What is it?
This is the European version of what you get if you order an online cab from Los Angeles airport. The Toyota Camry is the most successful big saloon car in the world, and it was a nameplate you could get in the UK until 2004, when it was canned because the European big saloon market was going big on diesel and the Camry didn’t offer one.
Now? The big saloon market is going nowhere particularly fast, and it's particularly ordinary for the Avensis. So, the Avensis is being dropped and the Camry, available in Europe only with a hybrid powertrain, is being reintroduced.
The internal combustion component of its powertrain is a 2.5-litre four-cylinder unit with some fancy straight inlet ports (making the fuel swirl and therefore burn more efficiently) and both port and direct injection – each has different advantages at different revs and throttle openings. The overall thermal efficiency is 41%, says Toyota, which is rubbish compared to an electric motor’s 90-odd per cent but good for a petrol unit.
It drives the front wheels through Toyota’s hybrid system, which uses the drive engine, a starter motor and a drive motor (motor generators 1 and 2 in Toyota speak) with a planetary gearset linking them. This allows the drive motor and engine to run at any speed, regardless of the wheel speed, because the starter-generator will be there to make up the difference.
It’s a brilliantly simple concept with, presumably, brilliantly complicated control software, which is why Toyota engineers get the hump if someone calls it a continuously variable transmission. Combined, maximum power is 215bhp, with fuel consumption likely to be confirmed at an official 61mpg (although we saw 40+ mpg on the trip computer).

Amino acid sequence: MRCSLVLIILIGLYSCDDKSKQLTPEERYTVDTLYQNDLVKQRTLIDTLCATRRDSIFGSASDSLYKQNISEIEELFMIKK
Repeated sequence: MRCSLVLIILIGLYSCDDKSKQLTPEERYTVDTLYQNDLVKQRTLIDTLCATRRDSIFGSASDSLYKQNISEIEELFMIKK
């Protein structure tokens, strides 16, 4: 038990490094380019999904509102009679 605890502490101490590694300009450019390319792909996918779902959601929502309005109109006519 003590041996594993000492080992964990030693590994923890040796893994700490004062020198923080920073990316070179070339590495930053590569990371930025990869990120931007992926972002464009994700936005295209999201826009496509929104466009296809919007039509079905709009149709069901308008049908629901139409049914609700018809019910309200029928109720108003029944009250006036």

All of those drive shenanigans aside, it’d also be slightly disingenuous to say Camry replaces Avensis, because, as befits a car they sell more than 400,000 of per year in the US alone, it's bigger. At 4.89m long, it’s between Ford Mondeo and BMW 5 Series in length, while at 1840mm wide across the doors, it's just narrower than a Mondeo, but at the top end of the D-segment either way.
It's based on Toyota’s recently introduced TNGA (Toyota New Global Architecture) platform, whose advantages, Toyota says, include a low engine location, which allows a low dashboard, thus lowering (improving) the centre of gravity. There’s also lots of high-strength steel in the body, apparently meaning the A-pillars are thin and the body stiff, while the battery for the hybrid system fits beneath the back seats, as does the fuel tank. And the rear suspension is by fancy double wishbones, doncha know.
Not that it’ll matter, because big saloons are big and boring to drive. But hark! Here’s Masato Katsumata, Toyota’s global chief engineer for the Camry. His first gig in the company was as a handling engineer, while he’s also been senior vice president for R&D in Europe. And he owns an early Celica.
“We want to create emotion in a hybrid system,” he says. The rigid body, particularly where the steering is mounted, “contributes to realising dynamic performance”. This, it’s fair to say, would be a bit of a departure for the Camry, no? But European models get different dampers from US cars, plus bespoke tuning of damping, springing, anti-roll bars and steering. So let’s see.